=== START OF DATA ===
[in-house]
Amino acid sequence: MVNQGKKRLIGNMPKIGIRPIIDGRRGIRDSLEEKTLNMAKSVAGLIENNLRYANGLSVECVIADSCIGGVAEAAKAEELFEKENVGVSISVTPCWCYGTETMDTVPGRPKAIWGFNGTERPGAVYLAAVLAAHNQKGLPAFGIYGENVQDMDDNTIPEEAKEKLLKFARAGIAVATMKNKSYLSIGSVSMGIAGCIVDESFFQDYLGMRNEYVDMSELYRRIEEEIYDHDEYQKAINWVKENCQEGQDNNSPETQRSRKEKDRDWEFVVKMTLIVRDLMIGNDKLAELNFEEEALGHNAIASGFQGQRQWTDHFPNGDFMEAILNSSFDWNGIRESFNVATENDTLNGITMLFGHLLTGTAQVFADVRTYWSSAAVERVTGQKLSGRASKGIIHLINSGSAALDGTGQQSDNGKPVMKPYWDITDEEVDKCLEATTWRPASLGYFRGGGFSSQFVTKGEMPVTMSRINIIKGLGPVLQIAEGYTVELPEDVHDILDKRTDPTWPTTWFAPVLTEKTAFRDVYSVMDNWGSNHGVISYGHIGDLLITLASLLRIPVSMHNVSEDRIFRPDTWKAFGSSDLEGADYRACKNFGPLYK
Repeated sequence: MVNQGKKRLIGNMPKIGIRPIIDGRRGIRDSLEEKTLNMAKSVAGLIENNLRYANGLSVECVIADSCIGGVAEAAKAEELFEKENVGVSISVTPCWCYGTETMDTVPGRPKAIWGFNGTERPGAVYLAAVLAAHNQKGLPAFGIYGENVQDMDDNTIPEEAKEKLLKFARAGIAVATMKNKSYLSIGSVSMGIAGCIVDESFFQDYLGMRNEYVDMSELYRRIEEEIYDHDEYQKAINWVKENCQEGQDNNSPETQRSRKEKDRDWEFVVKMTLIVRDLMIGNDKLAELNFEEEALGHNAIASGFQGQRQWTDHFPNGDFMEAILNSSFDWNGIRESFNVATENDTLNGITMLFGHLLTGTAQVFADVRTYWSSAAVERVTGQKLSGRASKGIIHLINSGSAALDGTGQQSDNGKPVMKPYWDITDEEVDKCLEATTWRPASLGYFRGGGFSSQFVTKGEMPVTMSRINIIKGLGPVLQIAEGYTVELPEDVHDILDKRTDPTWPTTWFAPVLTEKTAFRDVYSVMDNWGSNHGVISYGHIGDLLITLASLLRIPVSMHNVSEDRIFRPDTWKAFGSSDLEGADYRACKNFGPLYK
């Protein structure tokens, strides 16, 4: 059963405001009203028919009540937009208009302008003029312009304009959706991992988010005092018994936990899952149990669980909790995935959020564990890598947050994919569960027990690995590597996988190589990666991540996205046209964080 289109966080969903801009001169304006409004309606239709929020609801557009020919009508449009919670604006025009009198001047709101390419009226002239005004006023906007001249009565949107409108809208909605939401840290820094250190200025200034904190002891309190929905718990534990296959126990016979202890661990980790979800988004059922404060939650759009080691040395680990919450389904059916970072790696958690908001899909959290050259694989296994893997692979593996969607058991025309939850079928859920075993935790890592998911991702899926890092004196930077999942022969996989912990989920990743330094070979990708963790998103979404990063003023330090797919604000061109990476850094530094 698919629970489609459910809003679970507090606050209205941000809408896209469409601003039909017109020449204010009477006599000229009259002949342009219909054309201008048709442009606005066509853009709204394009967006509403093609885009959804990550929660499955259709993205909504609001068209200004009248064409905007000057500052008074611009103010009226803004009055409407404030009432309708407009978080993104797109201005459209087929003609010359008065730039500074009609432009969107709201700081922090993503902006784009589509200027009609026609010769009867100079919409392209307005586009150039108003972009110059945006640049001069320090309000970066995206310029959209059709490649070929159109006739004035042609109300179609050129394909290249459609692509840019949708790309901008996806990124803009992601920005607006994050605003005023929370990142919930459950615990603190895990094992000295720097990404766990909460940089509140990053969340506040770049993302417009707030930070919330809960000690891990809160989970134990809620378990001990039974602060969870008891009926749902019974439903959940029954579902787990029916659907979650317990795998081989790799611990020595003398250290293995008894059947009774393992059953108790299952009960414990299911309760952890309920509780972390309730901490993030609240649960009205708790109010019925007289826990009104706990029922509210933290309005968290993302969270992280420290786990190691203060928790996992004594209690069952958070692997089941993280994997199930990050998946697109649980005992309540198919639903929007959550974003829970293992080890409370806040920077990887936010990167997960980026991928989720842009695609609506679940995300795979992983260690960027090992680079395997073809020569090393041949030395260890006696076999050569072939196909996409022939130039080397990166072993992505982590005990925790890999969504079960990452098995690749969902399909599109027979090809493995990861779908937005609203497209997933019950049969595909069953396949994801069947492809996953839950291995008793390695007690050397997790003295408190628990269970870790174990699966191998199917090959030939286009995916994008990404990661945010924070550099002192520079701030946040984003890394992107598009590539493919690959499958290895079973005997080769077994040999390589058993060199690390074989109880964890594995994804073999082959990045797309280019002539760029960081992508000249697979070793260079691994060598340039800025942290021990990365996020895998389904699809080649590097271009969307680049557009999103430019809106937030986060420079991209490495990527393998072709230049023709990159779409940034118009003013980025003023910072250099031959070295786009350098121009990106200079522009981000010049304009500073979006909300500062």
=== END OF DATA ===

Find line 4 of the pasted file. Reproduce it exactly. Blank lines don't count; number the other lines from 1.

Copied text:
């Protein structure tokens, strides 16, 4: 059963405001009203028919009540937009208009302008003029312009304009959706991992988010005092018994936990899952149990669980909790995935959020564990890598947050994919569960027990690995590597996988190589990666991540996205046209964080 289109966080969903801009001169304006409004309606239709929020609801557009020919009508449009919670604006025009009198001047709101390419009226002239005004006023906007001249009565949107409108809208909605939401840290820094250190200025200034904190002891309190929905718990534990296959126990016979202890661990980790979800988004059922404060939650759009080691040395680990919450389904059916970072790696958690908001899909959290050259694989296994893997692979593996969607058991025309939850079928859920075993935790890592998911991702899926890092004196930077999942022969996989912990989920990743330094070979990708963790998103979404990063003023330090797919604000061109990476850094530094 698919629970489609459910809003679970507090606050209205941000809408896209469409601003039909017109020449204010009477006599000229009259002949342009219909054309201008048709442009606005066509853009709204394009967006509403093609885009959804990550929660499955259709993205909504609001068209200004009248064409905007000057500052008074611009103010009226803004009055409407404030009432309708407009978080993104797109201005459209087929003609010359008065730039500074009609432009969107709201700081922090993503902006784009589509200027009609026609010769009867100079919409392209307005586009150039108003972009110059945006640049001069320090309000970066995206310029959209059709490649070929159109006739004035042609109300179609050129394909290249459609692509840019949708790309901008996806990124803009992601920005607006994050605003005023929370990142919930459950615990603190895990094992000295720097990404766990909460940089509140990053969340506040770049993302417009707030930070919330809960000690891990809160989970134990809620378990001990039974602060969870008891009926749902019974439903959940029954579902787990029916659907979650317990795998081989790799611990020595003398250290293995008894059947009774393992059953108790299952009960414990299911309760952890309920509780972390309730901490993030609240649960009205708790109010019925007289826990009104706990029922509210933290309005968290993302969270992280420290786990190691203060928790996992004594209690069952958070692997089941993280994997199930990050998946697109649980005992309540198919639903929007959550974003829970293992080890409370806040920077990887936010990167997960980026991928989720842009695609609506679940995300795979992983260690960027090992680079395997073809020569090393041949030395260890006696076999050569072939196909996409022939130039080397990166072993992505982590005990925790890999969504079960990452098995690749969902399909599109027979090809493995990861779908937005609203497209997933019950049969595909069953396949994801069947492809996953839950291995008793390695007690050397997790003295408190628990269970870790174990699966191998199917090959030939286009995916994008990404990661945010924070550099002192520079701030946040984003890394992107598009590539493919690959499958290895079973005997080769077994040999390589058993060199690390074989109880964890594995994804073999082959990045797309280019002539760029960081992508000249697979070793260079691994060598340039800025942290021990990365996020895998389904699809080649590097271009969307680049557009999103430019809106937030986060420079991209490495990527393998072709230049023709990159779409940034118009003013980025003023910072250099031959070295786009350098121009990106200079522009981000010049304009500073979006909300500062």